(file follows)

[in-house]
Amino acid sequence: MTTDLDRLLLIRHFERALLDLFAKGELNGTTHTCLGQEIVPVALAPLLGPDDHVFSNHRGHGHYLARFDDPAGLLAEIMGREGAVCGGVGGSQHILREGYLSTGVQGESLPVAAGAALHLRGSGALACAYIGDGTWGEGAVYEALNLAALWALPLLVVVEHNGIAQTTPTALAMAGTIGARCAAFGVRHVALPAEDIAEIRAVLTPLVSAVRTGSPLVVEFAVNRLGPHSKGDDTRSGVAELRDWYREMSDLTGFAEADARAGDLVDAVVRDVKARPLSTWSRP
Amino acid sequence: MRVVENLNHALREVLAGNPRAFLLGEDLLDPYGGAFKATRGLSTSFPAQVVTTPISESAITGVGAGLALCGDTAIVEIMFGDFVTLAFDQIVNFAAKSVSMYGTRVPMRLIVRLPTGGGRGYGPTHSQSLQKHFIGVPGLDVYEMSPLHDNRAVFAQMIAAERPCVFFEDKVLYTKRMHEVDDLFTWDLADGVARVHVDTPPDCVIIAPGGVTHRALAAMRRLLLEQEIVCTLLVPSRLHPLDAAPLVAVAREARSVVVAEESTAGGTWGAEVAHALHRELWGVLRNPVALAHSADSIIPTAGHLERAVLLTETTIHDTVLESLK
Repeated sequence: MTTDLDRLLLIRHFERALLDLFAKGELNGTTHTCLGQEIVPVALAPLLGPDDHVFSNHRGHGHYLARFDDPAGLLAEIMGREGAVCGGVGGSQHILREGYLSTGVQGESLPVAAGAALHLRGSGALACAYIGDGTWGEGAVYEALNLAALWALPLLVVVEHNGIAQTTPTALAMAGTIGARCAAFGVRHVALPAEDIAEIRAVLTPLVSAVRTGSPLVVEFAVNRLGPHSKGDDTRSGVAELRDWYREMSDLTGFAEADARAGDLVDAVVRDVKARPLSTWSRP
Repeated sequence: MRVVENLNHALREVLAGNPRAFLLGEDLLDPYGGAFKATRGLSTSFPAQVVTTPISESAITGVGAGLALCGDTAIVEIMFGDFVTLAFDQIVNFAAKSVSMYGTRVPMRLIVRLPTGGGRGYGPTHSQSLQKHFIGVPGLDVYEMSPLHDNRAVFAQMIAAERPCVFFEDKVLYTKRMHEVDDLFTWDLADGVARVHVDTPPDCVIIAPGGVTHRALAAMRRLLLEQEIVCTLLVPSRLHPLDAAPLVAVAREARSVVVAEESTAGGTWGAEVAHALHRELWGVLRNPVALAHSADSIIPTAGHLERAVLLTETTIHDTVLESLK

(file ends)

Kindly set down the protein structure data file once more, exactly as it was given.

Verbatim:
[in-house]
Amino acid sequence: MTTDLDRLLLIRHFERALLDLFAKGELNGTTHTCLGQEIVPVALAPLLGPDDHVFSNHRGHGHYLARFDDPAGLLAEIMGREGAVCGGVGGSQHILREGYLSTGVQGESLPVAAGAALHLRGSGALACAYIGDGTWGEGAVYEALNLAALWALPLLVVVEHNGIAQTTPTALAMAGTIGARCAAFGVRHVALPAEDIAEIRAVLTPLVSAVRTGSPLVVEFAVNRLGPHSKGDDTRSGVAELRDWYREMSDLTGFAEADARAGDLVDAVVRDVKARPLSTWSRP
Amino acid sequence: MRVVENLNHALREVLAGNPRAFLLGEDLLDPYGGAFKATRGLSTSFPAQVVTTPISESAITGVGAGLALCGDTAIVEIMFGDFVTLAFDQIVNFAAKSVSMYGTRVPMRLIVRLPTGGGRGYGPTHSQSLQKHFIGVPGLDVYEMSPLHDNRAVFAQMIAAERPCVFFEDKVLYTKRMHEVDDLFTWDLADGVARVHVDTPPDCVIIAPGGVTHRALAAMRRLLLEQEIVCTLLVPSRLHPLDAAPLVAVAREARSVVVAEESTAGGTWGAEVAHALHRELWGVLRNPVALAHSADSIIPTAGHLERAVLLTETTIHDTVLESLK
Repeated sequence: MTTDLDRLLLIRHFERALLDLFAKGELNGTTHTCLGQEIVPVALAPLLGPDDHVFSNHRGHGHYLARFDDPAGLLAEIMGREGAVCGGVGGSQHILREGYLSTGVQGESLPVAAGAALHLRGSGALACAYIGDGTWGEGAVYEALNLAALWALPLLVVVEHNGIAQTTPTALAMAGTIGARCAAFGVRHVALPAEDIAEIRAVLTPLVSAVRTGSPLVVEFAVNRLGPHSKGDDTRSGVAELRDWYREMSDLTGFAEADARAGDLVDAVVRDVKARPLSTWSRP
Repeated sequence: MRVVENLNHALREVLAGNPRAFLLGEDLLDPYGGAFKATRGLSTSFPAQVVTTPISESAITGVGAGLALCGDTAIVEIMFGDFVTLAFDQIVNFAAKSVSMYGTRVPMRLIVRLPTGGGRGYGPTHSQSLQKHFIGVPGLDVYEMSPLHDNRAVFAQMIAAERPCVFFEDKVLYTKRMHEVDDLFTWDLADGVARVHVDTPPDCVIIAPGGVTHRALAAMRRLLLEQEIVCTLLVPSRLHPLDAAPLVAVAREARSVVVAEESTAGGTWGAEVAHALHRELWGVLRNPVALAHSADSIIPTAGHLERAVLLTETTIHDTVLESLK